“I feel like the Middle Georgia community is a lot different from what it used to be,” she said. “I think the legends like Jim Crisp and Tangerine Summers… and so forth, so on, they made that change possible for people like me to just pick up the torch and keep running with it.”

Yutoya said Christina wants to do more community outreach and events throughout the year so that kids growing up now will have a place to go and meet other people like them.

“There’s room in Macon for more drag. I mean, we aren’t the first and we’re not going to be the last,” Yutoya said.

Christina eventually wants to move on to make music and perform elsewhere, but she said it’s not time yet.

“I want for there to be a community here because I’m not going to be here forever,” she said. “Middle Georgia is too big to not have a community that loves and supports each other.”

The Macon Pride Festival in September showed an outpouring of support for the LGBTQIA+ community in Middle Georgia from kids who were attending their first Pride event to parents coming to support their children, Christina said.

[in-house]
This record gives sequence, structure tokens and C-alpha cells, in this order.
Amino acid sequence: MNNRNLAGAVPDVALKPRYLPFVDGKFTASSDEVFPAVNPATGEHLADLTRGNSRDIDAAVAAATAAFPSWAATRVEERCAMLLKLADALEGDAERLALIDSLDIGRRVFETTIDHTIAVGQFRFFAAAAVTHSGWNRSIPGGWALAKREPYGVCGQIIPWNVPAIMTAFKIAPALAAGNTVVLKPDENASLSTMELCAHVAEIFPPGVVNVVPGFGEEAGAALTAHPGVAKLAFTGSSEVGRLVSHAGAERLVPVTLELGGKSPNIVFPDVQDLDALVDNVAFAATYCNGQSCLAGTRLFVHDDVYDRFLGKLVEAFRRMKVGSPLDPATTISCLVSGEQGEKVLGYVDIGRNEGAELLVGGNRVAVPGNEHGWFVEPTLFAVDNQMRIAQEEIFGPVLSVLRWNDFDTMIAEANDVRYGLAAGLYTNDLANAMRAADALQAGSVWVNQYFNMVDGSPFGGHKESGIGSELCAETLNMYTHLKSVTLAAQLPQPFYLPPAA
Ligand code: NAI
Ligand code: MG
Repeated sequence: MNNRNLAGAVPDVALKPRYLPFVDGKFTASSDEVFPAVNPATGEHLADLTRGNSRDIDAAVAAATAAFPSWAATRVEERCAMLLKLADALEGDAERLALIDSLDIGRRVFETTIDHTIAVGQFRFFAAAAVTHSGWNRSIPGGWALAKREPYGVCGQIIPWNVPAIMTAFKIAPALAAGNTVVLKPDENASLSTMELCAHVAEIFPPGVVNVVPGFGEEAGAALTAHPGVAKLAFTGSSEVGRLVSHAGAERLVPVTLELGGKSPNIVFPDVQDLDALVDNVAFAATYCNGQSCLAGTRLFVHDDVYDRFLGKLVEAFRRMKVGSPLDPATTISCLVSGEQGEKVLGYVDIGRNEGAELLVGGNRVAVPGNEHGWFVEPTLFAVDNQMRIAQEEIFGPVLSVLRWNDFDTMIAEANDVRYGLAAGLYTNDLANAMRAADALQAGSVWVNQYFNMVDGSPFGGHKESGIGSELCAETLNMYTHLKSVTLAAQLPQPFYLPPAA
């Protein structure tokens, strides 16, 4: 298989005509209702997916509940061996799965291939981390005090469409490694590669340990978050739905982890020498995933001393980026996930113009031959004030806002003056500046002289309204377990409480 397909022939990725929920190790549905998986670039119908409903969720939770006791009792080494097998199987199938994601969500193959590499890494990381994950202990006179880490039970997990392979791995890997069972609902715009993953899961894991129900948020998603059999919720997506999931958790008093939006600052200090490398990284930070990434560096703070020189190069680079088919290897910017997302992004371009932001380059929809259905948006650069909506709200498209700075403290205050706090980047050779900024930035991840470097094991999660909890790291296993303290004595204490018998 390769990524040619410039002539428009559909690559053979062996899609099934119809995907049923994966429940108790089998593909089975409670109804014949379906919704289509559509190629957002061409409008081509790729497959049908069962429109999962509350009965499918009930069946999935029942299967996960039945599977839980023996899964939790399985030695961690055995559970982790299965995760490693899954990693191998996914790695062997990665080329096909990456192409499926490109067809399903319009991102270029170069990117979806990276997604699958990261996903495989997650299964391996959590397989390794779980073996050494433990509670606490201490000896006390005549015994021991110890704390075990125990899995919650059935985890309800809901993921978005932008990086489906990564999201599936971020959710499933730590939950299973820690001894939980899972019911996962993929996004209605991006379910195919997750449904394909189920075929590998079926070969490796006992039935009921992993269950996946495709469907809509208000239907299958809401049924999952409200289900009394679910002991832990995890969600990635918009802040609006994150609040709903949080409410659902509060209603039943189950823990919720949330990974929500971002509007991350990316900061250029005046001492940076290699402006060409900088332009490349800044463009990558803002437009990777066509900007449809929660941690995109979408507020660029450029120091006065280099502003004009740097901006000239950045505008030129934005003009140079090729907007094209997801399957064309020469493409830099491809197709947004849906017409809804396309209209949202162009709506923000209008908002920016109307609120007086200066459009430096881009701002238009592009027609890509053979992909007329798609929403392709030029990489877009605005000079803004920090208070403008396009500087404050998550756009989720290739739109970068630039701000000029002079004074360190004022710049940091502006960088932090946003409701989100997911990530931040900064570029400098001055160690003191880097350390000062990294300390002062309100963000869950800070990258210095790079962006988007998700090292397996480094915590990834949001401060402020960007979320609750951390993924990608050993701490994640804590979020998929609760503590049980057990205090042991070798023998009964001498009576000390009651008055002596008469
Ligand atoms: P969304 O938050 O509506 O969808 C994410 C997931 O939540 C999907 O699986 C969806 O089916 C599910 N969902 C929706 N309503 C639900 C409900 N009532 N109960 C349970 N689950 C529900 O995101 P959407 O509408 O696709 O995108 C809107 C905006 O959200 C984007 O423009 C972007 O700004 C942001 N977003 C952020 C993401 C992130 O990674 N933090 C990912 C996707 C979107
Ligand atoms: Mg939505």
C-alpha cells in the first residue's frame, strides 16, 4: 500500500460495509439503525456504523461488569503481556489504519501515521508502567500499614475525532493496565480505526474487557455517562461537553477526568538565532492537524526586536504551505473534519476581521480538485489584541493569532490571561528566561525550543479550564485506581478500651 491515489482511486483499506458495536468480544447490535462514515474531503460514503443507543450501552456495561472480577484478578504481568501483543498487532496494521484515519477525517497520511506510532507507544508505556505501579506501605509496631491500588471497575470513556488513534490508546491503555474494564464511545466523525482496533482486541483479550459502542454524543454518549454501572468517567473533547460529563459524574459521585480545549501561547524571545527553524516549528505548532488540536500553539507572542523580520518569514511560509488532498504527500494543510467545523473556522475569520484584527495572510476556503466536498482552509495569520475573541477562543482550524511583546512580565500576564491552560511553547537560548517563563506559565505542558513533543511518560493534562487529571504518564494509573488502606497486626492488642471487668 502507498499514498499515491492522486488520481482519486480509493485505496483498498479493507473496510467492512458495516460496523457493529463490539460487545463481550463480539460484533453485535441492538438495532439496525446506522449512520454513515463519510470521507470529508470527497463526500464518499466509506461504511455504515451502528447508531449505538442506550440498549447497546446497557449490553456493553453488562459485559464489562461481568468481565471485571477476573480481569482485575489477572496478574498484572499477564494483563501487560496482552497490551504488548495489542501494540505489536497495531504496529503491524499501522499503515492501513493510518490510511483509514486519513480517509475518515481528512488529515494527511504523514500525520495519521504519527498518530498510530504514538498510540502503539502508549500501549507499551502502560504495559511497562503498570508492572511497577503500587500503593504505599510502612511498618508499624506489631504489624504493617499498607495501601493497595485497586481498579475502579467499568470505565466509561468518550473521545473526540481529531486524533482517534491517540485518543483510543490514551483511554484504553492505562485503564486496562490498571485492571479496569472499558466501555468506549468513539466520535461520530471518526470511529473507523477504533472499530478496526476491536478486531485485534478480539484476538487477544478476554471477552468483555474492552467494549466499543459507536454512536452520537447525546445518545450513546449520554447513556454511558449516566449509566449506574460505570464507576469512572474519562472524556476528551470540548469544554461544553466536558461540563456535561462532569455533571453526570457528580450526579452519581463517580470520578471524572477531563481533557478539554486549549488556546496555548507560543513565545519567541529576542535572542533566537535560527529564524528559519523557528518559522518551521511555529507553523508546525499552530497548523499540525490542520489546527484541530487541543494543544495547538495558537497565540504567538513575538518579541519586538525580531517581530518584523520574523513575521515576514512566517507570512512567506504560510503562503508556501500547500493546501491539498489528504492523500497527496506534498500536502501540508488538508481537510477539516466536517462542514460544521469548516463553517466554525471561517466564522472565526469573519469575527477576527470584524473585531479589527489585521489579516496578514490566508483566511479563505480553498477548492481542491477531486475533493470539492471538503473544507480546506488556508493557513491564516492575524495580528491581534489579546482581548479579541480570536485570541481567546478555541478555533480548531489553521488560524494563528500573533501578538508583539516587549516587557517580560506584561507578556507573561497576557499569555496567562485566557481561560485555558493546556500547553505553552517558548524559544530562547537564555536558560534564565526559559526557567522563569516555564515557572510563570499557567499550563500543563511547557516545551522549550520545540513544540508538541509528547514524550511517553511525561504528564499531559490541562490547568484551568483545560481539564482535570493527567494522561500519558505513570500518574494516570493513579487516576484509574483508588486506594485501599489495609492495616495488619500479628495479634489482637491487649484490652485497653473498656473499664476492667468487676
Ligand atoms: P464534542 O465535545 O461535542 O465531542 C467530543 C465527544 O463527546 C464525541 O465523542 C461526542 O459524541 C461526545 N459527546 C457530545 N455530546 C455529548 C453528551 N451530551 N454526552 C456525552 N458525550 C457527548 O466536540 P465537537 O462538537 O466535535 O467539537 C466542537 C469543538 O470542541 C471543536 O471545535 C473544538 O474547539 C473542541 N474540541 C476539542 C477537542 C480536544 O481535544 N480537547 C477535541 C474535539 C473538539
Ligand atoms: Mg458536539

“There was just a pour out of love, nothing but love in the air, which as a person that feeds off of crowd participation, it made me very happy to see and to know that I had a hand in the preparation for that was amazing,” she said.

The Tribe performed and hosted multiple events for the Macon Pride Festival including a night of drag at the Hargray Capitol Theatre that featured Lala Ri, an Atlanta-based drag queen who was a participant in RuPaul’s Drag Race Season 13.

Christina hopes the LGBTQIA+ community and its allies in Middle Georgia continues to grow and allows her to pass the torch to a new generation of drag queens.

“We call ourselves the Tribe for a reason. When you come in and you’re one of our people. You’re part of the family too. I think that’s honestly why we have the following we have because to us it’s not about the drag,” she said. “I love the fact that everyone supports us, and I hope they continue to support us, and we continue to grow.”